But the glaring problem for soldiers and families remains the vulnerability of trucks. In a conventional war there would be a fixed front line and no need for supply trucks to be armored. But in Iraq, there are no clear front lines, and slow-moving truck convoys are prime targets for roadside attacks.

Gen. James E. Chambers, the commander of the 13th Corps Support Command, to which the recalcitrant soldiers who refused the assignment are attached, told a news conference in Baghdad: "In Jim Chambers' s opinion, the most dangerous job in Iraq is driving a truck. It's not if, but when, they will be attacked."

* * *
According to figures compiled by the House Armed Services Committee and previously reported in The Seattle Times, there are plans to produce armor kits for at least 2,806 medium-weight trucks, but as of Sept. 17, only 385 of the kits had been produced and sent to Iraq. Armor kits were also planned for at least 1,600 heavyweight trucks, but as of mid-September just 446 of these kits were in Iraq. The Army is also looking into developing ways to armor truck cabs quickly, and has ordered 700 armored Humvees with special weapons platforms to protect convoys.
Analysis: The Army has been incredibly, painfully, and disappointingly slow to adapt to this new reality. During the late 1990s, I served as a military police lieutenant and captain, and watched the Army struggle to find a new warfighting paradigm that would enable it to fight and win the next war. Its theoreticians developed a "contemporary operational environment" which was supposed to look more like tomorrow's battlefields than the old fight against the Soviet hordes in the Fulda Gap. But this "COE", as it was known", never really amounted to much more than incremental change. Massive "Warfighter" computer exercises, which simulated division and corps-level maneuvers, were still fought in much the same way. And as several high-ranking officers have noted, the Army typically called "EndEx" when U.S. forces secured their objective, without paying any thought to the complex warfighting that must be done next to secure the peace. Some doctrinal changes were made in the late 1990s, but not many.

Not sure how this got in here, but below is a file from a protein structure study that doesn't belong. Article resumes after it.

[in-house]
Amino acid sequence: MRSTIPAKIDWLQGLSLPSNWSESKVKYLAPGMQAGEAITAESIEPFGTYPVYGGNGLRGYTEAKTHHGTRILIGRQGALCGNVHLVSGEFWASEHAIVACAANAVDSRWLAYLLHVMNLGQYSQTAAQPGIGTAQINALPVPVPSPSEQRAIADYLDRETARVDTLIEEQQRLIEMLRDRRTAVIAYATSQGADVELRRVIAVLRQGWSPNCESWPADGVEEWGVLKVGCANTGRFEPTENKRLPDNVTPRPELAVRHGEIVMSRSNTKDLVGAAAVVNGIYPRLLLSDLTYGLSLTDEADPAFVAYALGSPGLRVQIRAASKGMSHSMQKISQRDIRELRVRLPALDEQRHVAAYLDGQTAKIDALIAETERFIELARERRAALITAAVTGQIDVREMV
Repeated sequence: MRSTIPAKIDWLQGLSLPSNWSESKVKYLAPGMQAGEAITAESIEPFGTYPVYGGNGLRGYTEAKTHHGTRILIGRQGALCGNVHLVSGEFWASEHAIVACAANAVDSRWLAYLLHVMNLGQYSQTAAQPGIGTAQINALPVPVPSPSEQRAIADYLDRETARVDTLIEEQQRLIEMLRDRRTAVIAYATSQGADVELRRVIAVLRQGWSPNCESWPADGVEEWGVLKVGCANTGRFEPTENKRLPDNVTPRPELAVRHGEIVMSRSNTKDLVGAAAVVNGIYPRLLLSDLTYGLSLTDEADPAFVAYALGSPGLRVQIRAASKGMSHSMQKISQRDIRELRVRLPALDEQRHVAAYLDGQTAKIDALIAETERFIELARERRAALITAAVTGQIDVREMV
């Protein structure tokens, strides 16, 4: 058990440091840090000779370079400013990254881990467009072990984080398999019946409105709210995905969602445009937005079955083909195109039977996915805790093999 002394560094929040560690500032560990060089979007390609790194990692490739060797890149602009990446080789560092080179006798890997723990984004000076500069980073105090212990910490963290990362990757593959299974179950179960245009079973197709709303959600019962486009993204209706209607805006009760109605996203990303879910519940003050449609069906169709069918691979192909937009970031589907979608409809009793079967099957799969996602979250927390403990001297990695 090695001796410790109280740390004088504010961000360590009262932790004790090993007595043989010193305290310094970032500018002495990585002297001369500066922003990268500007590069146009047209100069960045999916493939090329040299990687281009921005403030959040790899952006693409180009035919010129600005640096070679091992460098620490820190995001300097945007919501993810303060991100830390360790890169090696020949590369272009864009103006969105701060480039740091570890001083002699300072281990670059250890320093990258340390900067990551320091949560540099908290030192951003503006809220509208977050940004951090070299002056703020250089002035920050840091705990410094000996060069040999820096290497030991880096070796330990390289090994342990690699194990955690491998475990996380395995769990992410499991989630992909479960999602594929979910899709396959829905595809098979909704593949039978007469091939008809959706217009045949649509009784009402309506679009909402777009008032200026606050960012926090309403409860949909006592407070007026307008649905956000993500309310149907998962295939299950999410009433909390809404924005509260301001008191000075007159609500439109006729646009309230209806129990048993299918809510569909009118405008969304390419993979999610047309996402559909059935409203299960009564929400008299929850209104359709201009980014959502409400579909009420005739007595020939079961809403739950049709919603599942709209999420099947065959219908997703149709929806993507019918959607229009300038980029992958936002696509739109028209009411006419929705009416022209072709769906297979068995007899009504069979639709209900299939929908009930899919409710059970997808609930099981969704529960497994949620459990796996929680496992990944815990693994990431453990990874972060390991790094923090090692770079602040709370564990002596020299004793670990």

But one area where change barely happened at all was in the area of equipment. In the Army's first digitized division, used as a test-bed for all sorts of organizational and technological innovations, little thought was given to the way that an asymmetric, noncontiguous, nonlinear battlefield would interact with poorly-armored, poorly-protected, and under-equipped support forces. Despite planner predictions that tomorrow's forces would move farther and faster than any in history (see, e.g., the 3rd ID march on Baghdad), their support units received no additional armor or armament with which to deal with the inevitable bypassed forces, insurgents, or myriad threats they would face as they rushed to keep up with the tanks and infantry.